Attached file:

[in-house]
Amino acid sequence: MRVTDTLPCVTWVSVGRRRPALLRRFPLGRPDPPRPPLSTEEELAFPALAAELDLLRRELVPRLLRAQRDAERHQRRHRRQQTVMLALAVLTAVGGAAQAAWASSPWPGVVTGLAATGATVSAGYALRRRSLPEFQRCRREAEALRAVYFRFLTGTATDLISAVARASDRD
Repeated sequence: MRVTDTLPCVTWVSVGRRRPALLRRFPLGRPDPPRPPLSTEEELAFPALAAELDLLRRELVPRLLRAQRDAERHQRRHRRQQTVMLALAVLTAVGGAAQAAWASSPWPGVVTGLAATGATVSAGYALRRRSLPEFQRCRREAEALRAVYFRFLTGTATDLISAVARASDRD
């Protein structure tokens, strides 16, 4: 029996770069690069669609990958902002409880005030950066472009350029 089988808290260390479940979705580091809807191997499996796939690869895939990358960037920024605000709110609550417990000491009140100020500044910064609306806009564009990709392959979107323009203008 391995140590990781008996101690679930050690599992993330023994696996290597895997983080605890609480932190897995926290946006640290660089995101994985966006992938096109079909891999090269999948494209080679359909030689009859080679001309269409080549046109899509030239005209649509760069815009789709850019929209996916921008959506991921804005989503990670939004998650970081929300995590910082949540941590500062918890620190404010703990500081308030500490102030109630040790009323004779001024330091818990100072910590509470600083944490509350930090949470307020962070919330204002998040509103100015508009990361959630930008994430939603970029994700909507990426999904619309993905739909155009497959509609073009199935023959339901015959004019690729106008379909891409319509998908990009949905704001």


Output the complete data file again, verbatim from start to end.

[in-house]
Amino acid sequence: MRVTDTLPCVTWVSVGRRRPALLRRFPLGRPDPPRPPLSTEEELAFPALAAELDLLRRELVPRLLRAQRDAERHQRRHRRQQTVMLALAVLTAVGGAAQAAWASSPWPGVVTGLAATGATVSAGYALRRRSLPEFQRCRREAEALRAVYFRFLTGTATDLISAVARASDRD
Repeated sequence: MRVTDTLPCVTWVSVGRRRPALLRRFPLGRPDPPRPPLSTEEELAFPALAAELDLLRRELVPRLLRAQRDAERHQRRHRRQQTVMLALAVLTAVGGAAQAAWASSPWPGVVTGLAATGATVSAGYALRRRSLPEFQRCRREAEALRAVYFRFLTGTATDLISAVARASDRD
């Protein structure tokens, strides 16, 4: 029996770069690069669609990958902002409880005030950066472009350029 089988808290260390479940979705580091809807191997499996796939690869895939990358960037920024605000709110609550417990000491009140100020500044910064609306806009564009990709392959979107323009203008 391995140590990781008996101690679930050690599992993330023994696996290597895997983080605890609480932190897995926290946006640290660089995101994985966006992938096109079909891999090269999948494209080679359909030689009859080679001309269409080549046109899509030239005209649509760069815009789709850019929209996916921008959506991921804005989503990670939004998650970081929300995590910082949540941590500062918890620190404010703990500081308030500490102030109630040790009323004779001024330091818990100072910590509470600083944490509350930090949470307020962070919330204002998040509103100015508009990361959630930008994430939603970029994700909507990426999904619309993905739909155009497959509609073009199935023959339901015959004019690729106008379909891409319509998908990009949905704001």